English [ edit ]
Etymology [ edit ]
+ differentiate , from -ion + different , from -iate + differ , from -ent Middle English , from differen Old French , from differer Latin differō ( “ carry apart, put off, defer; differ ” ), from dis- ( “ apart ” ) + ferō ( “ carry, bear ” ); cognate with Ancient Greek διαφέρω ( diaphérō, “ to differ ” ).
Pronunciation [ edit ]
differentiation ( , countable and uncountable plural )
The act or process of
differentiating ( ).
generally, without a specialized sense The act of treating one thing as
distinct from another, or of creating such a distinction; of separating a class of things into categories; of describing a thing by illustrating how it is different from something else. The process of developing distinct components.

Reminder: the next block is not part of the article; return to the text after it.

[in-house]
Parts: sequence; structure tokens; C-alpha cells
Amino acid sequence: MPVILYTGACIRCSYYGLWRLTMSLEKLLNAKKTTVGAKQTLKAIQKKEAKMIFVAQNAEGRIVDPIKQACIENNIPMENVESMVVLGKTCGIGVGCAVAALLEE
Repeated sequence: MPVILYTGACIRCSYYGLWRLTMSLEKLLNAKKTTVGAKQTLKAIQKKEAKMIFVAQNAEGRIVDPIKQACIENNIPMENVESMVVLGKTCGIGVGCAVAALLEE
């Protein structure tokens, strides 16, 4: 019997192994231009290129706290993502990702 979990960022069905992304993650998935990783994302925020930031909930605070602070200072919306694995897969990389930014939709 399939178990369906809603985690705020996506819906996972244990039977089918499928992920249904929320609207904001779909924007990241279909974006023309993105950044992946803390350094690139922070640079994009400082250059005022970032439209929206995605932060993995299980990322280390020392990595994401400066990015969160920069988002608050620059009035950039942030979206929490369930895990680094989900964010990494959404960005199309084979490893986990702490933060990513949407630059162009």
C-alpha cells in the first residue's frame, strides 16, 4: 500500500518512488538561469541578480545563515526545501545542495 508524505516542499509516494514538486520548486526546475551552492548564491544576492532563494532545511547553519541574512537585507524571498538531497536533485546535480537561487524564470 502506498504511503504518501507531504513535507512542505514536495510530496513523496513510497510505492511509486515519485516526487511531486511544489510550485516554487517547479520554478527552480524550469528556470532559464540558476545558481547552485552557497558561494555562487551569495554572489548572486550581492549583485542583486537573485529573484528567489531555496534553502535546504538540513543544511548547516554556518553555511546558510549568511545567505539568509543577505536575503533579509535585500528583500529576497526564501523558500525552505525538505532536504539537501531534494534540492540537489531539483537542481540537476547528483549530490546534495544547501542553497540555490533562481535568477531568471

( biology ) The process by which the components of multicellular life ( cells, organs, etc.) are produced and acquire function, as when a seed develops the root and stem, and the initial stem develops the leaf, branches, and flower buds.
( biology , evolution ) The evolutionary process by which one taxonomic group ( species, genus, variety, etc.) becomes distinct from another, or acquires distinct features; the result of such a process: distinctness.
( geology ) The process of separation of cooling magma into various rock types. ( mathematics , calculus ) The process of applying the derivative operator to a function; of calculating a function's derivative.
Derived terms [ edit ]
Related terms [ edit ]
Translations [ edit ]
act of distinguishing or describing a thing, by giving its different, or specific difference
gradual formation or production of organs or parts by a process of evolution or development
See also [ edit ]